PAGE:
Supercharge your learning!

Use adaptive quiz-based learning to study this topic faster and more effectively.


The derivative of a function $$f$$ at a point $$x_0$$ is the limit $$$ \frac{df}{dx}(x_0) = \lim_{x\to x_0}\frac{f(x)-f(x_0)}{x-x_0}. $$$ If the limit exists, we say that the function is differentiable at $$x_0$$. The derivative is denoted $$\displaystyle \frac{df}{dx}(x_0)$$, $$f'(x_0)$$ or $$\dot{f}(x_0)$$.

The function $$x\mapsto f'(x)$$ is called the derivative of $$f$$.

The quantity $$\displaystyle \frac{f(x)-f(x_0)}{x-x_0}$$ is the finite difference or increment ratio of the function $$f$$ over $$[x_0,x]$$. It is the slope of the line joining the points of the graph $$\big(x_0,f(x_0)\big)$$ and $$\big(x,f(x)\big)$$.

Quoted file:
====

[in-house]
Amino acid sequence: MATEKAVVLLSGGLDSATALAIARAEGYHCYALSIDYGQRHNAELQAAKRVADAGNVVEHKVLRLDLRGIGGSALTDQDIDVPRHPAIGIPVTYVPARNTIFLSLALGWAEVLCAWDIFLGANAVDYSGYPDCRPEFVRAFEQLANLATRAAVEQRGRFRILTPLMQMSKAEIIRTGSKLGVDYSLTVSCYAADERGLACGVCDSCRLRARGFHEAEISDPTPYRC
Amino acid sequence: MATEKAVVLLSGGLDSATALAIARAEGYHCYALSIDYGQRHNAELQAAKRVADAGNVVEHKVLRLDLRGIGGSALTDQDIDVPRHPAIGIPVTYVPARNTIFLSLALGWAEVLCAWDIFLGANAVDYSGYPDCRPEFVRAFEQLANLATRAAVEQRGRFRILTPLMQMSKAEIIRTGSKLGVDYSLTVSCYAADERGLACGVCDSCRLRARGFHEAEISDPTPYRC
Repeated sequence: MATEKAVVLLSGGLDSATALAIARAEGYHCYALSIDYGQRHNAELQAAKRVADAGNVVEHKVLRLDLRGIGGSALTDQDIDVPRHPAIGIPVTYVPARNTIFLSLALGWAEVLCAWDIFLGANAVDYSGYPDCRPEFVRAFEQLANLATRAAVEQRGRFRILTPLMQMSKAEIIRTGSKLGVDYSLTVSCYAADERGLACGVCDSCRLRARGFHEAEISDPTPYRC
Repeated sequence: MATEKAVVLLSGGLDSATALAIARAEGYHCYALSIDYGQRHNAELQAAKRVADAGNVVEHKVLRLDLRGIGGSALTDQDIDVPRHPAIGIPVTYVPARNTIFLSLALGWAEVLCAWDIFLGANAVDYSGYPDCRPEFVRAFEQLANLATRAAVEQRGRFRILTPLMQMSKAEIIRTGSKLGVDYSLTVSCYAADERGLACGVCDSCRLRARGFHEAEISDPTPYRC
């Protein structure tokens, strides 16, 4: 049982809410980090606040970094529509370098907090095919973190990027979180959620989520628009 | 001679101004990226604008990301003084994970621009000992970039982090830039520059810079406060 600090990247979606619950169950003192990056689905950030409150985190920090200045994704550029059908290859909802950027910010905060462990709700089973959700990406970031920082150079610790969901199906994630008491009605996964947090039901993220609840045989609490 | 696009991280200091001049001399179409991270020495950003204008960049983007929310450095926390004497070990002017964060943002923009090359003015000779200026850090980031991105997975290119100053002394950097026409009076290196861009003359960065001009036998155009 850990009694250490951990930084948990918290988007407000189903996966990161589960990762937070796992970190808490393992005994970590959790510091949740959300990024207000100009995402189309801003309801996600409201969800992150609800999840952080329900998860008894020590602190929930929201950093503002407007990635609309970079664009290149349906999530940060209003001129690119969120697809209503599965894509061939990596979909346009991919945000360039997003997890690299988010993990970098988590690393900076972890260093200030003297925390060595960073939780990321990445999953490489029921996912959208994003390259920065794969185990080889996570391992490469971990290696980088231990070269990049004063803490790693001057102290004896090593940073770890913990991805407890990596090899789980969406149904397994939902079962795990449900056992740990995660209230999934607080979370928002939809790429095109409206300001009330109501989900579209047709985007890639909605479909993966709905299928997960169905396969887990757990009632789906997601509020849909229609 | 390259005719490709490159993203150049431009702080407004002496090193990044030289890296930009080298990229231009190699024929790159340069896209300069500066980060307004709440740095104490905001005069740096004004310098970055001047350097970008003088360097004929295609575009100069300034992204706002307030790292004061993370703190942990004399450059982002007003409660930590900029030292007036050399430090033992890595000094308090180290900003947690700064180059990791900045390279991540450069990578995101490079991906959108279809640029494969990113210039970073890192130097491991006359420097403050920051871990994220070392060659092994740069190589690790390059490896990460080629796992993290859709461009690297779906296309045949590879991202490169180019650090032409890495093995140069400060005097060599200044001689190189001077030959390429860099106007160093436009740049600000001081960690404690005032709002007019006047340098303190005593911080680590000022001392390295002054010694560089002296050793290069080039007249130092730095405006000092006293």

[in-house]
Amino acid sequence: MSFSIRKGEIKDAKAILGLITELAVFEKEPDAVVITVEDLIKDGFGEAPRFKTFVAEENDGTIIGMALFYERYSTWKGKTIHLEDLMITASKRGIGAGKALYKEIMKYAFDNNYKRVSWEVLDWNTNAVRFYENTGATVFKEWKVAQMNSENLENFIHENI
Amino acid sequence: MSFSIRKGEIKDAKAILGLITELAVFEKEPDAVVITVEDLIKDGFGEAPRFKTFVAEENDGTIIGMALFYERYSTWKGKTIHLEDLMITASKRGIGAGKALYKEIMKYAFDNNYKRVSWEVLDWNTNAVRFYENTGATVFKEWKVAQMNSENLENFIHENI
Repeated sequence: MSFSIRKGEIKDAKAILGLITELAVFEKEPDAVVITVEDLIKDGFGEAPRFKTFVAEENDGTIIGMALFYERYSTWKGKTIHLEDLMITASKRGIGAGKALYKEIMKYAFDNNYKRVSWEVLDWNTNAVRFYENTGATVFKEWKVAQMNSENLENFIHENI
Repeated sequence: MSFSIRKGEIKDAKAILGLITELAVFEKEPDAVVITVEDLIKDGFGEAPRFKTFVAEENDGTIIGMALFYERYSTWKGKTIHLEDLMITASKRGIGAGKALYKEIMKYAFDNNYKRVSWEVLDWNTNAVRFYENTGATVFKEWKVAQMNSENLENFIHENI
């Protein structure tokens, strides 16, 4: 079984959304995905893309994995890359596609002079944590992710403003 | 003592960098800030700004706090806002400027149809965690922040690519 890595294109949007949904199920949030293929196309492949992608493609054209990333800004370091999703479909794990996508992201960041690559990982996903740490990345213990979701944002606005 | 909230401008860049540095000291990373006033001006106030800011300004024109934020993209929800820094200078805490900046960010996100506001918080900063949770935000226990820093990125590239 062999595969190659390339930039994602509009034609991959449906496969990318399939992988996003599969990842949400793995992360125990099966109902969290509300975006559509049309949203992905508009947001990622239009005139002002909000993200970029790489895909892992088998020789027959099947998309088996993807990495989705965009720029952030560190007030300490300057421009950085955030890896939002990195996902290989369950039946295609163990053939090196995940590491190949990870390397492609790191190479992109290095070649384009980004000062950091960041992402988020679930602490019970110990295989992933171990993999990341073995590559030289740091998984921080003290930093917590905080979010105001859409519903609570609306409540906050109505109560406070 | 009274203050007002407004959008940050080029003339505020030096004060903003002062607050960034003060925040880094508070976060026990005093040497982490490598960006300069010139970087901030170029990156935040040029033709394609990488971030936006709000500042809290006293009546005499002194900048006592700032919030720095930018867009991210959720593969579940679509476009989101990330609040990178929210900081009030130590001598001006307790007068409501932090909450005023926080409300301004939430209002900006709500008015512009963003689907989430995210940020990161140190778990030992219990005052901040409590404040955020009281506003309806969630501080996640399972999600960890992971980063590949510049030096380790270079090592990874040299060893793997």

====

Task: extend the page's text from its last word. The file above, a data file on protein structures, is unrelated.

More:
In the limit $$x\rightarrow x_0$$ this line becomes tangential at $$x_0$$ to the graph of $$f$$. Thus $$f'(x_0)$$ is the slope of the graph at $$x_0$$.

Derivative and finite difference
Derivative and finite difference

The tangent to the graph of $$f(x)$$ at $$x_0$$ is the line with slope $$f'(x_0)$$ passing through $$\big(x_0,f(x_0)\big)$$. Its equation is $$$ y = f(x_0)+f'(x_0)(x-x_0).$$$ The tangent is the linear function that best approximates $$f$$ near $$x_0$$.

The direction of the tangent is $$\tvec = \big(1,f'(x_0)\big)$$.

The normal to the graph is the normal to the tangent. Recall that the normal is the line perpendicular to a graph. The normal is the vector $$\nvec = \big(-f'(x_0),1\big)$$. This is because $$ \tvec\cdot\nvec = 0$$.

The equation of the normal to the graph at $$x_0$$ is given by the equation $$$ f'(x_0)\big(y - f(x_0)\big) + (x-x_0) = 0.$$$

Tangent and normal
Tangent and normal